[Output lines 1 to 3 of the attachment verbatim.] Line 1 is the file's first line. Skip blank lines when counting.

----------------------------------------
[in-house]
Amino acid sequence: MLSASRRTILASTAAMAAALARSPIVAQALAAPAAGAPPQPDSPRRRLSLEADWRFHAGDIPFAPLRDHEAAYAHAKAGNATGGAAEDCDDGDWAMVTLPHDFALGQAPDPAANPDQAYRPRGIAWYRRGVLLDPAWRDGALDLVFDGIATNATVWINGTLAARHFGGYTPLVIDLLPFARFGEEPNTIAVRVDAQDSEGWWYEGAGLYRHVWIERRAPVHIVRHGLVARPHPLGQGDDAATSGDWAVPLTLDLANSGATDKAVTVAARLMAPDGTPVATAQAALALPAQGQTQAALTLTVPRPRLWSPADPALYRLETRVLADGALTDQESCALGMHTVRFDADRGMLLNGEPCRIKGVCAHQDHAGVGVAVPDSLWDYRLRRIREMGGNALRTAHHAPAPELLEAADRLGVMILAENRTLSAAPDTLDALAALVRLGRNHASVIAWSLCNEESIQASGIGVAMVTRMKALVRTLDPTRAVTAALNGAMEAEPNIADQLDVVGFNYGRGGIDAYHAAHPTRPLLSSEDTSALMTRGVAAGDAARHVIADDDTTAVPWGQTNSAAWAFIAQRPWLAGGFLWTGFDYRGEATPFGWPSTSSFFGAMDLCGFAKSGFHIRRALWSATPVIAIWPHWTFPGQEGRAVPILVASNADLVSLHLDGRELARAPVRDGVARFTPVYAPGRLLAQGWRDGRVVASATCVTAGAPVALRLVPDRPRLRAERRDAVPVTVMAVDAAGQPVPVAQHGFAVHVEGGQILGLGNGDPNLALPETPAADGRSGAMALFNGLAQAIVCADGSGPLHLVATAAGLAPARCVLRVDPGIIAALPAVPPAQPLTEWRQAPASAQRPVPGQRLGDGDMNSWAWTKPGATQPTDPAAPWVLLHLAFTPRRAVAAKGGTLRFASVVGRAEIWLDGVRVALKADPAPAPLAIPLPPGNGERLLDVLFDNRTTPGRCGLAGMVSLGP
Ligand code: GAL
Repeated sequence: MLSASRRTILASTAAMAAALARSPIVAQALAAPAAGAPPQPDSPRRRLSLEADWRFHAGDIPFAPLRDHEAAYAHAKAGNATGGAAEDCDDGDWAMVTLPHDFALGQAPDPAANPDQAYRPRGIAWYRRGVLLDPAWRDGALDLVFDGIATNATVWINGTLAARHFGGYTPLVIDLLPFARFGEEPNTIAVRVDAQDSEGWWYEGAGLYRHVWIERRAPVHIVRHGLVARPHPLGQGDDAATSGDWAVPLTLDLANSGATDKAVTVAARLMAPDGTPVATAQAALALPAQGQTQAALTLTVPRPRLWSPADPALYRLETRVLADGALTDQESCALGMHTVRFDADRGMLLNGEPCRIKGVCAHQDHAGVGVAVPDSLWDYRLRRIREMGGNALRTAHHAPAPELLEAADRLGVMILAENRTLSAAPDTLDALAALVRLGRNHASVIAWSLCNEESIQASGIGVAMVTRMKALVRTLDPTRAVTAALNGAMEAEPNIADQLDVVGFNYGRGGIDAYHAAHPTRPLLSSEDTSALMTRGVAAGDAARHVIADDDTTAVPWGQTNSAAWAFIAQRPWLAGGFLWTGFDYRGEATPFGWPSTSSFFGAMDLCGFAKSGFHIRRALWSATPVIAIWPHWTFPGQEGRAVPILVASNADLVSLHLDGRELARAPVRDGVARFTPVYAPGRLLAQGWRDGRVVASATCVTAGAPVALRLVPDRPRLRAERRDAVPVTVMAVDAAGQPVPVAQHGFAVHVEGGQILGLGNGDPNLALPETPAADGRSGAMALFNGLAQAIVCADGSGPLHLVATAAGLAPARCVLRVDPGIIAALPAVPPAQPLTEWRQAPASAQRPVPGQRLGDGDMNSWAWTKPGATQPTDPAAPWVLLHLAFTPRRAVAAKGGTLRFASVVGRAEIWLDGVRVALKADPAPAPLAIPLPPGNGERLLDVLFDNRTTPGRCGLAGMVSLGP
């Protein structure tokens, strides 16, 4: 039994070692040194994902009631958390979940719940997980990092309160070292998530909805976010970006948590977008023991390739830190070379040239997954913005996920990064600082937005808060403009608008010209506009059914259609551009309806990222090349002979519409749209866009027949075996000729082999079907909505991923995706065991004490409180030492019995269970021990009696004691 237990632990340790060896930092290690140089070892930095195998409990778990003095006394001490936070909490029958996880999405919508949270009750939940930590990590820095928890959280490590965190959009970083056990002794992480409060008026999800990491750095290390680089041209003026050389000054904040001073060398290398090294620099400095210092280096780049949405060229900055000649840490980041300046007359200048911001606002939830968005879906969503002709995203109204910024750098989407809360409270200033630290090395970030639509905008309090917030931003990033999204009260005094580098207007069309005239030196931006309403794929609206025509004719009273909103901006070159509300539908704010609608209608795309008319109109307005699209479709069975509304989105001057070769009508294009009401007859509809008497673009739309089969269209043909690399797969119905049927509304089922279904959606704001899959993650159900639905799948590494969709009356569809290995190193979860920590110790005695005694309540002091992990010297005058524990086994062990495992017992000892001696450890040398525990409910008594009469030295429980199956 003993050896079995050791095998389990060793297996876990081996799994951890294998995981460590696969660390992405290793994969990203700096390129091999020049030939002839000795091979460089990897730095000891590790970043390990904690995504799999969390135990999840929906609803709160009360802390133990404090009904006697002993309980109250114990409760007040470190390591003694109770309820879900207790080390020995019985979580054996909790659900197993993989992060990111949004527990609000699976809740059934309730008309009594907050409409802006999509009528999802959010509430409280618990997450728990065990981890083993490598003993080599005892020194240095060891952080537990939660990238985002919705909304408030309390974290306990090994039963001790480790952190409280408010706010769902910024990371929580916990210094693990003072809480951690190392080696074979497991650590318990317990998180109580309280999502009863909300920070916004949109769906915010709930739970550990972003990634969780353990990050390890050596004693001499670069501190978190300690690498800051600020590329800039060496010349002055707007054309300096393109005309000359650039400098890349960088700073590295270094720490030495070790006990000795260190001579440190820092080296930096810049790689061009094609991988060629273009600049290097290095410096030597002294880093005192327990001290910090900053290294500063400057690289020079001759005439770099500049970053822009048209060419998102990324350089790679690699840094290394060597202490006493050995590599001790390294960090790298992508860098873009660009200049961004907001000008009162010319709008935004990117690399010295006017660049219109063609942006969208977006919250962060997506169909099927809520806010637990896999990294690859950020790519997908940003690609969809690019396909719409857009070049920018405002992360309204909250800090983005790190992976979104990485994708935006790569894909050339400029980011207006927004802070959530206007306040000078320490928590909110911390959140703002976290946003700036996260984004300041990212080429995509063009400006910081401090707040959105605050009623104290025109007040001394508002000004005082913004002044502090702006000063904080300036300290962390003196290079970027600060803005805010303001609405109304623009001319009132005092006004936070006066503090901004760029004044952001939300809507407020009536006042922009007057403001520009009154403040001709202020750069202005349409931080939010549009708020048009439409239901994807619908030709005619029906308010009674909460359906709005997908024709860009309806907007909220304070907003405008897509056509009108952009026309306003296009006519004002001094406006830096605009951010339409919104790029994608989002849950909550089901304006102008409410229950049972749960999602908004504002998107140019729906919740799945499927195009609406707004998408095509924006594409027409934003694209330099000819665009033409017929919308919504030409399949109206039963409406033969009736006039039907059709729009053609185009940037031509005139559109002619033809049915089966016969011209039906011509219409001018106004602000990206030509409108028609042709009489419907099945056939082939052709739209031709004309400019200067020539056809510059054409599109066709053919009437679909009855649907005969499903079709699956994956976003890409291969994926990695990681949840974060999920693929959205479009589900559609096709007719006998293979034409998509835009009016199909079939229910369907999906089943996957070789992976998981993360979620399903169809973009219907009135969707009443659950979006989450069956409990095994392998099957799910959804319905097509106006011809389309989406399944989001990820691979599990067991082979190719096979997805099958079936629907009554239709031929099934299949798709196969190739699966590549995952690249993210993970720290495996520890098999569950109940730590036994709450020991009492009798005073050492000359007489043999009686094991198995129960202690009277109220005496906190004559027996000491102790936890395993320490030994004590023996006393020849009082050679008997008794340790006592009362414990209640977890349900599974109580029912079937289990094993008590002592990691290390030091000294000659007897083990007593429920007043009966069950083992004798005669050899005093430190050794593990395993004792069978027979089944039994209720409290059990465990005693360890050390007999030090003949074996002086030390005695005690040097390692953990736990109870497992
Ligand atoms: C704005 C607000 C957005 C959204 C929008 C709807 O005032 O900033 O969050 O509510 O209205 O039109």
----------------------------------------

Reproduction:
[in-house]
Amino acid sequence: MLSASRRTILASTAAMAAALARSPIVAQALAAPAAGAPPQPDSPRRRLSLEADWRFHAGDIPFAPLRDHEAAYAHAKAGNATGGAAEDCDDGDWAMVTLPHDFALGQAPDPAANPDQAYRPRGIAWYRRGVLLDPAWRDGALDLVFDGIATNATVWINGTLAARHFGGYTPLVIDLLPFARFGEEPNTIAVRVDAQDSEGWWYEGAGLYRHVWIERRAPVHIVRHGLVARPHPLGQGDDAATSGDWAVPLTLDLANSGATDKAVTVAARLMAPDGTPVATAQAALALPAQGQTQAALTLTVPRPRLWSPADPALYRLETRVLADGALTDQESCALGMHTVRFDADRGMLLNGEPCRIKGVCAHQDHAGVGVAVPDSLWDYRLRRIREMGGNALRTAHHAPAPELLEAADRLGVMILAENRTLSAAPDTLDALAALVRLGRNHASVIAWSLCNEESIQASGIGVAMVTRMKALVRTLDPTRAVTAALNGAMEAEPNIADQLDVVGFNYGRGGIDAYHAAHPTRPLLSSEDTSALMTRGVAAGDAARHVIADDDTTAVPWGQTNSAAWAFIAQRPWLAGGFLWTGFDYRGEATPFGWPSTSSFFGAMDLCGFAKSGFHIRRALWSATPVIAIWPHWTFPGQEGRAVPILVASNADLVSLHLDGRELARAPVRDGVARFTPVYAPGRLLAQGWRDGRVVASATCVTAGAPVALRLVPDRPRLRAERRDAVPVTVMAVDAAGQPVPVAQHGFAVHVEGGQILGLGNGDPNLALPETPAADGRSGAMALFNGLAQAIVCADGSGPLHLVATAAGLAPARCVLRVDPGIIAALPAVPPAQPLTEWRQAPASAQRPVPGQRLGDGDMNSWAWTKPGATQPTDPAAPWVLLHLAFTPRRAVAAKGGTLRFASVVGRAEIWLDGVRVALKADPAPAPLAIPLPPGNGERLLDVLFDNRTTPGRCGLAGMVSLGP
Ligand code: GAL